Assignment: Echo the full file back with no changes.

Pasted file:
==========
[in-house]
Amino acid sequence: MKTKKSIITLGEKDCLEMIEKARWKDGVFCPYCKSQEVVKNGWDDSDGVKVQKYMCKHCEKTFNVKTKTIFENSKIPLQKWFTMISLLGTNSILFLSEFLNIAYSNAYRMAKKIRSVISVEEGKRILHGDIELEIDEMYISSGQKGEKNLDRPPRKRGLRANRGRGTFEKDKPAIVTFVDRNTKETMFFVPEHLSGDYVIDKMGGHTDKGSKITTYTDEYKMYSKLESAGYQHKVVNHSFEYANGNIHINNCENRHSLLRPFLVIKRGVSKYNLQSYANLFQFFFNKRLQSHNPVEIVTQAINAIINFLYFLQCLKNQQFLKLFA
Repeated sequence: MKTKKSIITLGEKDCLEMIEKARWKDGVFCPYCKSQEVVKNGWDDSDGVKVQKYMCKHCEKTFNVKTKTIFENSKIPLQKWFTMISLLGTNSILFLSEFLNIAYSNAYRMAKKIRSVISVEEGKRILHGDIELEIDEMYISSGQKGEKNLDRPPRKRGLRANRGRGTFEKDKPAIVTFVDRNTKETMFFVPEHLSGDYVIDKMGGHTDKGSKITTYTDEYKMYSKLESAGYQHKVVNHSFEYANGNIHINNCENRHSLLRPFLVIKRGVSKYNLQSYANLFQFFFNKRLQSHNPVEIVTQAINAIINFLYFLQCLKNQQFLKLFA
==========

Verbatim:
[in-house]
Amino acid sequence: MKTKKSIITLGEKDCLEMIEKARWKDGVFCPYCKSQEVVKNGWDDSDGVKVQKYMCKHCEKTFNVKTKTIFENSKIPLQKWFTMISLLGTNSILFLSEFLNIAYSNAYRMAKKIRSVISVEEGKRILHGDIELEIDEMYISSGQKGEKNLDRPPRKRGLRANRGRGTFEKDKPAIVTFVDRNTKETMFFVPEHLSGDYVIDKMGGHTDKGSKITTYTDEYKMYSKLESAGYQHKVVNHSFEYANGNIHINNCENRHSLLRPFLVIKRGVSKYNLQSYANLFQFFFNKRLQSHNPVEIVTQAINAIINFLYFLQCLKNQQFLKLFA
Repeated sequence: MKTKKSIITLGEKDCLEMIEKARWKDGVFCPYCKSQEVVKNGWDDSDGVKVQKYMCKHCEKTFNVKTKTIFENSKIPLQKWFTMISLLGTNSILFLSEFLNIAYSNAYRMAKKIRSVISVEEGKRILHGDIELEIDEMYISSGQKGEKNLDRPPRKRGLRANRGRGTFEKDKPAIVTFVDRNTKETMFFVPEHLSGDYVIDKMGGHTDKGSKITTYTDEYKMYSKLESAGYQHKVVNHSFEYANGNIHINNCENRHSLLRPFLVIKRGVSKYNLQSYANLFQFFFNKRLQSHNPVEIVTQAINAIINFLYFLQCLKNQQFLKLFA